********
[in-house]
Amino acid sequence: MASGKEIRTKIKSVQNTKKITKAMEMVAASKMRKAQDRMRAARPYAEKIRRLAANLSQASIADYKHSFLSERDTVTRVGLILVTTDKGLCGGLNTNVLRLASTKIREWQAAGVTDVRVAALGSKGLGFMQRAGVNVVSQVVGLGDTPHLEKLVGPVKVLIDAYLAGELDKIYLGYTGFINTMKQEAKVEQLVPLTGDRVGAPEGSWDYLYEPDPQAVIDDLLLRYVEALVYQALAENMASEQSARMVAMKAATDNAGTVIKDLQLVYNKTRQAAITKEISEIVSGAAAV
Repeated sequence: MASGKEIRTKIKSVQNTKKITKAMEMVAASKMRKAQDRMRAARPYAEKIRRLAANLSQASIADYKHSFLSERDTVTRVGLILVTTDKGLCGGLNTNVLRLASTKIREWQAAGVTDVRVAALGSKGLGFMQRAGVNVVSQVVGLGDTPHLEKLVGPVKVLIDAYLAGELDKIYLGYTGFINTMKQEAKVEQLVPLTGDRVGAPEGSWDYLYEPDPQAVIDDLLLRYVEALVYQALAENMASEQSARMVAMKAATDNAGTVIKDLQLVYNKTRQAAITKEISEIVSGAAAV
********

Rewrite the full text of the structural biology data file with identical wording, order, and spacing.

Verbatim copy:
[in-house]
Amino acid sequence: MASGKEIRTKIKSVQNTKKITKAMEMVAASKMRKAQDRMRAARPYAEKIRRLAANLSQASIADYKHSFLSERDTVTRVGLILVTTDKGLCGGLNTNVLRLASTKIREWQAAGVTDVRVAALGSKGLGFMQRAGVNVVSQVVGLGDTPHLEKLVGPVKVLIDAYLAGELDKIYLGYTGFINTMKQEAKVEQLVPLTGDRVGAPEGSWDYLYEPDPQAVIDDLLLRYVEALVYQALAENMASEQSARMVAMKAATDNAGTVIKDLQLVYNKTRQAAITKEISEIVSGAAAV
Repeated sequence: MASGKEIRTKIKSVQNTKKITKAMEMVAASKMRKAQDRMRAARPYAEKIRRLAANLSQASIADYKHSFLSERDTVTRVGLILVTTDKGLCGGLNTNVLRLASTKIREWQAAGVTDVRVAALGSKGLGFMQRAGVNVVSQVVGLGDTPHLEKLVGPVKVLIDAYLAGELDKIYLGYTGFINTMKQEAKVEQLVPLTGDRVGAPEGSWDYLYEPDPQAVIDDLLLRYVEALVYQALAENMASEQSARMVAMKAATDNAGTVIKDLQLVYNKTRQAAITKEISEIVSGAAAV